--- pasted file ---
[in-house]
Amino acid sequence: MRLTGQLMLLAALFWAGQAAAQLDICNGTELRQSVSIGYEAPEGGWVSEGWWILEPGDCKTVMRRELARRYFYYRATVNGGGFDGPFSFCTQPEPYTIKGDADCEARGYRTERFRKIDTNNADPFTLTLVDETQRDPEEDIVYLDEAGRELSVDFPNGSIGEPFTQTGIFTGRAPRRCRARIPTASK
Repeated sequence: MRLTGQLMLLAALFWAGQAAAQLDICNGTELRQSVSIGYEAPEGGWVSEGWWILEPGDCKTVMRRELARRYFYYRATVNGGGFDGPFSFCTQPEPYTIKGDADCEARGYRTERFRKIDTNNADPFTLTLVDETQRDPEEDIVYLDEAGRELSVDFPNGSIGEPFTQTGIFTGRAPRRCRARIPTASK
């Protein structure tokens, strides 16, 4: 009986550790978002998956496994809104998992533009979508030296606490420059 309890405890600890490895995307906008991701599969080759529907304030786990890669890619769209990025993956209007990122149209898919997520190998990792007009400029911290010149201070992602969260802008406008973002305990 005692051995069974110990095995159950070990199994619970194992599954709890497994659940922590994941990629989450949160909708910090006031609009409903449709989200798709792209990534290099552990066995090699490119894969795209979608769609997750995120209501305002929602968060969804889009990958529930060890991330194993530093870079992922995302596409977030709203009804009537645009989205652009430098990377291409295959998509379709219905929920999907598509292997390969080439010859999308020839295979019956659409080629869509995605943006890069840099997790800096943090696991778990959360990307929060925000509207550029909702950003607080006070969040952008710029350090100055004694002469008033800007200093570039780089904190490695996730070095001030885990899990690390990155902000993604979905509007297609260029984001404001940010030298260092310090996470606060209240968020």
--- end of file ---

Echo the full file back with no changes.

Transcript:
[in-house]
Amino acid sequence: MRLTGQLMLLAALFWAGQAAAQLDICNGTELRQSVSIGYEAPEGGWVSEGWWILEPGDCKTVMRRELARRYFYYRATVNGGGFDGPFSFCTQPEPYTIKGDADCEARGYRTERFRKIDTNNADPFTLTLVDETQRDPEEDIVYLDEAGRELSVDFPNGSIGEPFTQTGIFTGRAPRRCRARIPTASK
Repeated sequence: MRLTGQLMLLAALFWAGQAAAQLDICNGTELRQSVSIGYEAPEGGWVSEGWWILEPGDCKTVMRRELARRYFYYRATVNGGGFDGPFSFCTQPEPYTIKGDADCEARGYRTERFRKIDTNNADPFTLTLVDETQRDPEEDIVYLDEAGRELSVDFPNGSIGEPFTQTGIFTGRAPRRCRARIPTASK
């Protein structure tokens, strides 16, 4: 009986550790978002998956496994809104998992533009979508030296606490420059 309890405890600890490895995307906008991701599969080759529907304030786990890669890619769209990025993956209007990122149209898919997520190998990792007009400029911290010149201070992602969260802008406008973002305990 005692051995069974110990095995159950070990199994619970194992599954709890497994659940922590994941990629989450949160909708910090006031609009409903449709989200798709792209990534290099552990066995090699490119894969795209979608769609997750995120209501305002929602968060969804889009990958529930060890991330194993530093870079992922995302596409977030709203009804009537645009989205652009430098990377291409295959998509379709219905929920999907598509292997390969080439010859999308020839295979019956659409080629869509995605943006890069840099997790800096943090696991778990959360990307929060925000509207550029909702950003607080006070969040952008710029350090100055004694002469008033800007200093570039780089904190490695996730070095001030885990899990690390990155902000993604979905509007297609260029984001404001940010030298260092310090996470606060209240968020």